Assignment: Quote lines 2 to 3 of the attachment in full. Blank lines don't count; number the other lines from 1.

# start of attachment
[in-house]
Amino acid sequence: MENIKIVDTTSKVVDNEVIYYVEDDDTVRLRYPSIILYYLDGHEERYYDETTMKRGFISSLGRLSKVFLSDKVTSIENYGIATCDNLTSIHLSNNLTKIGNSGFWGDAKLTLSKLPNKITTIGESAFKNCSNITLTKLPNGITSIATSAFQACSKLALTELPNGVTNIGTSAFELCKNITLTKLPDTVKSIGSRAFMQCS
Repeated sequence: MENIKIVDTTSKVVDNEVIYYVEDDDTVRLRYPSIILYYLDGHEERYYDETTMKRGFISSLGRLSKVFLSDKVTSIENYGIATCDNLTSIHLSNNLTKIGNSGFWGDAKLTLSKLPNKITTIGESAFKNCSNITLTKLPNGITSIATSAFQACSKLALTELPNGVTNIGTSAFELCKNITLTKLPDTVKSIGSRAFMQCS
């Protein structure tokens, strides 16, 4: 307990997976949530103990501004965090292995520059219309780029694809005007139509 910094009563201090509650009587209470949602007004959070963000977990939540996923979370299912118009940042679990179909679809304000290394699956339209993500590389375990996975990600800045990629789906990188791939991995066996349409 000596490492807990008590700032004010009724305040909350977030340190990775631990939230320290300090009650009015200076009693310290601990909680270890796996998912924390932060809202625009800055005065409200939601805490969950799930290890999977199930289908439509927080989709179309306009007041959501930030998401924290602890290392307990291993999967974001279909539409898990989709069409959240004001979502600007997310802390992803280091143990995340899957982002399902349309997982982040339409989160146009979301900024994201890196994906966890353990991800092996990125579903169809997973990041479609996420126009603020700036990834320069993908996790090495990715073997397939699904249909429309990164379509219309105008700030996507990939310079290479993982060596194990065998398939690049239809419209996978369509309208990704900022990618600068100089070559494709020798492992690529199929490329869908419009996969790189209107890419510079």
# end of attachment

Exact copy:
Amino acid sequence: MENIKIVDTTSKVVDNEVIYYVEDDDTVRLRYPSIILYYLDGHEERYYDETTMKRGFISSLGRLSKVFLSDKVTSIENYGIATCDNLTSIHLSNNLTKIGNSGFWGDAKLTLSKLPNKITTIGESAFKNCSNITLTKLPNGITSIATSAFQACSKLALTELPNGVTNIGTSAFELCKNITLTKLPDTVKSIGSRAFMQCS
Repeated sequence: MENIKIVDTTSKVVDNEVIYYVEDDDTVRLRYPSIILYYLDGHEERYYDETTMKRGFISSLGRLSKVFLSDKVTSIENYGIATCDNLTSIHLSNNLTKIGNSGFWGDAKLTLSKLPNKITTIGESAFKNCSNITLTKLPNGITSIATSAFQACSKLALTELPNGVTNIGTSAFELCKNITLTKLPDTVKSIGSRAFMQCS